Re: The Feasibility and Application of Observing Small LEO Satellites with Amateur Telescopes

From: Carlos Bella via Seesat-l <seesat-l_at_satobs.org>
Date: Fri, 6 Feb 2015 11:08:37 -0200
The biggest problem will not be the magnitude limit but the angular resolution,
an allsky with a 180ยบ FOV has a resolution close to a full Moon diameter per
pixel. This makes the most satellites undetectable below a sufficient
magnitude to saturate a reasonable number of pixels in order to register their
trail (like ISS, Tiangong, Iridium and another flares superior to a
considerable negative magnitudes).

One solution is to create a similar CAMs system with DSLR using cameras with
smaller FOV (~20 to 50 degrees) positioned side by side in order to obtain
images of contiguous areas of the sky, which results in a high resolution
allsky.

But in this case would be more feasible to invest in a high sensibility
(low lux) CCTV cameras that have a much lower cost than the DSLR cameras.

To compare, on average, with my WATEC 902H2 Ultimate camera equiped with a
0.98 F/Stop lens and FOV of 40 degrees I got around 8 records of satellites
tracks by night (I can capture more but actually the capture software was
not configured for this) and several other sats/space debris flares and
flashes depending of the camera pointing position and atmospheric seeing. The
average magnitude limit of my camera is currently 5.5

Some observatories use DSLR cameras to Allsky, but to observing the weather,
auroras, eclipses and others wide angle events or effects:

- http://westactonastro.com/dslr-allsky.html
- http://www.beskeen.com/projects/allskycam/allskycam.shtml
- http://kho.unis.no/DSLR_Cameras.htm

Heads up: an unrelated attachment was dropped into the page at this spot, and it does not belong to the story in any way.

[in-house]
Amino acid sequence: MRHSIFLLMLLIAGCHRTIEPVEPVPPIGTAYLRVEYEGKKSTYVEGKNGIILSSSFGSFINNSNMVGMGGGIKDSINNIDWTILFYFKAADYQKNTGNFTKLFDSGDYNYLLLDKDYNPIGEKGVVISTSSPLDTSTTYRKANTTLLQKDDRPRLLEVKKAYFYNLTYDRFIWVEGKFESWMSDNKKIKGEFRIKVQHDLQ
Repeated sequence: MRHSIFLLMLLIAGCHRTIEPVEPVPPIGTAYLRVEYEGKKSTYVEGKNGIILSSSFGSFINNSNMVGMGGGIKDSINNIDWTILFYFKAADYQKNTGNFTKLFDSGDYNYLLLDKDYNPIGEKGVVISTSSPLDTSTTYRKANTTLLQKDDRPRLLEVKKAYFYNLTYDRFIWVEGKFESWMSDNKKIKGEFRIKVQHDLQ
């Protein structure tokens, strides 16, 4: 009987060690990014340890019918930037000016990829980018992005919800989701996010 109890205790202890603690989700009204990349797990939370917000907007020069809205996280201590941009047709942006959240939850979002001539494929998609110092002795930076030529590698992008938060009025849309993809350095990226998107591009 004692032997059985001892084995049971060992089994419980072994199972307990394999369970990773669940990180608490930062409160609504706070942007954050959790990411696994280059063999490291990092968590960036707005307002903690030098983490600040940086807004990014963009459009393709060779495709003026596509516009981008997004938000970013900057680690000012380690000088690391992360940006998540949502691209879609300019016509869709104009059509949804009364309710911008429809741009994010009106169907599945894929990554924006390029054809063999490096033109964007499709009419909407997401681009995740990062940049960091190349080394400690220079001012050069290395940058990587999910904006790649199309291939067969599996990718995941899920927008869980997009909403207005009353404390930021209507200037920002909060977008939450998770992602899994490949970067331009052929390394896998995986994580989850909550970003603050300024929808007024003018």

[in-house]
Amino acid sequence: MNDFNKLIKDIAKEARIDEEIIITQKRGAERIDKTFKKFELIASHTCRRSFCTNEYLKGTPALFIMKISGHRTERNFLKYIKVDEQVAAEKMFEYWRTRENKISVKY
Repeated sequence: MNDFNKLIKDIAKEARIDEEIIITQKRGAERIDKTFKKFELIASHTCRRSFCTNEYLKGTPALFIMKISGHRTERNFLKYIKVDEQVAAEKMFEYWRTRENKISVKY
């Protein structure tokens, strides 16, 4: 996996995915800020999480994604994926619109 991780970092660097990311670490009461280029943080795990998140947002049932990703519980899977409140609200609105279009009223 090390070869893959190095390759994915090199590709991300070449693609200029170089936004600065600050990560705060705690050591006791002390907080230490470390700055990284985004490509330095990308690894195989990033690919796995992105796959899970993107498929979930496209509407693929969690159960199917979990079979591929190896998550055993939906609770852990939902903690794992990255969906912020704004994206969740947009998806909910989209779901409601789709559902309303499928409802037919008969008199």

Regards
Carlos


2015-02-05 23:23 GMT-02:00 George Herbert via Seesat-l <seesat-l_at_satobs.org>
:

> You may be able to do a liquid crystal shutter for exposure times >> the
> action time, which is ms to tens of ms.
>
> For normal photography no, for astrophotography including this?  Should be
> yes.
>
> George William Herbert
> Sent from my iPhone
>
> On Feb 5, 2015, at 3:08 PM, Sheldon Cooper via Seesat-l <
> seesat-l_at_satobs.org> wrote:
>
> >> Sounds like something similar to what is used at observatories for all
> >> sky viewing of weather conditions. Depends a lot on the camera and the
> >> optics used but I doubt if you will get fainter than magnitude +6 - more
> >> likely around mag +4 or so. Good luck.
> >> Greg
> >
> > That's exactly what gave me the idea and made me wonder if that method
> had ever been used as a UNID/lost track fence. I don't plan to do it myself
> as I'm definitely not located in a dark sky area. One reader emailed to say
> that DSLR mechanical shutter life might be an issue with all-night short
> time exposures taken nightly.
> >
> > On the viewing problems of the PDF at the thesis link:
> >
> >
> http://digitalcommons.calpoly.edu/cgi/viewcontent.cgi?article=2148&context=theses
> >
> > I have had none viewing it within the Chrome browser or using the
> stand-alone Foxit reader.
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Received on Fri Feb 06 2015 - 07:09:40 UTC

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